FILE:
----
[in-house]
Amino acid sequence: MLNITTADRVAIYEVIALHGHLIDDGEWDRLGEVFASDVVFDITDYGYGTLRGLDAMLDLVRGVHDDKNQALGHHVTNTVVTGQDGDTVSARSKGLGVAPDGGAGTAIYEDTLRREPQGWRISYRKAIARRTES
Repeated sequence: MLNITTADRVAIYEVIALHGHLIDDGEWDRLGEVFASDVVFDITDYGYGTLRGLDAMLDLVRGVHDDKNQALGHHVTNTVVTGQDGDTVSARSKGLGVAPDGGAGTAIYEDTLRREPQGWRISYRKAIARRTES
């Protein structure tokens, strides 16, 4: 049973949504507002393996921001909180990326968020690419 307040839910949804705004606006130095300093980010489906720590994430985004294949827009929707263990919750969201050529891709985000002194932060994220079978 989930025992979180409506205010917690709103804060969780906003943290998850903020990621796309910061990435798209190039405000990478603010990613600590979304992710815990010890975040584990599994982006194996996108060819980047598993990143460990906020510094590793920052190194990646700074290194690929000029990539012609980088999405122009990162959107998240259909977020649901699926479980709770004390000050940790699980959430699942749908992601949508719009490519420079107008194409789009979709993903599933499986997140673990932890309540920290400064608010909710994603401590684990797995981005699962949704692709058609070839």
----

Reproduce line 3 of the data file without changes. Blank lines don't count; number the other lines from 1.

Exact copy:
Repeated sequence: MLNITTADRVAIYEVIALHGHLIDDGEWDRLGEVFASDVVFDITDYGYGTLRGLDAMLDLVRGVHDDKNQALGHHVTNTVVTGQDGDTVSARSKGLGVAPDGGAGTAIYEDTLRREPQGWRISYRKAIARRTES